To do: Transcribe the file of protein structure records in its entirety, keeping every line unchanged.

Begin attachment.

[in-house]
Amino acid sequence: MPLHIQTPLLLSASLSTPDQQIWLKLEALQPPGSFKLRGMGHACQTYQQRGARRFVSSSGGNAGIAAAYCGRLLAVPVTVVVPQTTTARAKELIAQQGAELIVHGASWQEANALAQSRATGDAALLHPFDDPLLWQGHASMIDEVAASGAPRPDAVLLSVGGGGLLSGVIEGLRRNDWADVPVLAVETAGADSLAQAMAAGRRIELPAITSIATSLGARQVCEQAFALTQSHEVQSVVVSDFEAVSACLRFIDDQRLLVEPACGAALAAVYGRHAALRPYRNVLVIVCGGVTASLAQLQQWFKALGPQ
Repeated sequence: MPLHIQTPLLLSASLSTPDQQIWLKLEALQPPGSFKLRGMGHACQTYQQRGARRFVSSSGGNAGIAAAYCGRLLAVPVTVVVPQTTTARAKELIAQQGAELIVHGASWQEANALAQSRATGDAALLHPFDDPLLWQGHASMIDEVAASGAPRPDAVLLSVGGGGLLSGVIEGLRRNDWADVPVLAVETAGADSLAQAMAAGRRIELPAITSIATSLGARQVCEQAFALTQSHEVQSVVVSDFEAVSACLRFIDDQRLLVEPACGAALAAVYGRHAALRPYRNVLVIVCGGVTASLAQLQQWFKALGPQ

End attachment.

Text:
[in-house]
Amino acid sequence: MPLHIQTPLLLSASLSTPDQQIWLKLEALQPPGSFKLRGMGHACQTYQQRGARRFVSSSGGNAGIAAAYCGRLLAVPVTVVVPQTTTARAKELIAQQGAELIVHGASWQEANALAQSRATGDAALLHPFDDPLLWQGHASMIDEVAASGAPRPDAVLLSVGGGGLLSGVIEGLRRNDWADVPVLAVETAGADSLAQAMAAGRRIELPAITSIATSLGARQVCEQAFALTQSHEVQSVVVSDFEAVSACLRFIDDQRLLVEPACGAALAAVYGRHAALRPYRNVLVIVCGGVTASLAQLQQWFKALGPQ
Repeated sequence: MPLHIQTPLLLSASLSTPDQQIWLKLEALQPPGSFKLRGMGHACQTYQQRGARRFVSSSGGNAGIAAAYCGRLLAVPVTVVVPQTTTARAKELIAQQGAELIVHGASWQEANALAQSRATGDAALLHPFDDPLLWQGHASMIDEVAASGAPRPDAVLLSVGGGGLLSGVIEGLRRNDWADVPVLAVETAGADSLAQAMAAGRRIELPAITSIATSLGARQVCEQAFALTQSHEVQSVVVSDFEAVSACLRFIDDQRLLVEPACGAALAAVYGRHAALRPYRNVLVIVCGGVTASLAQLQQWFKALGPQ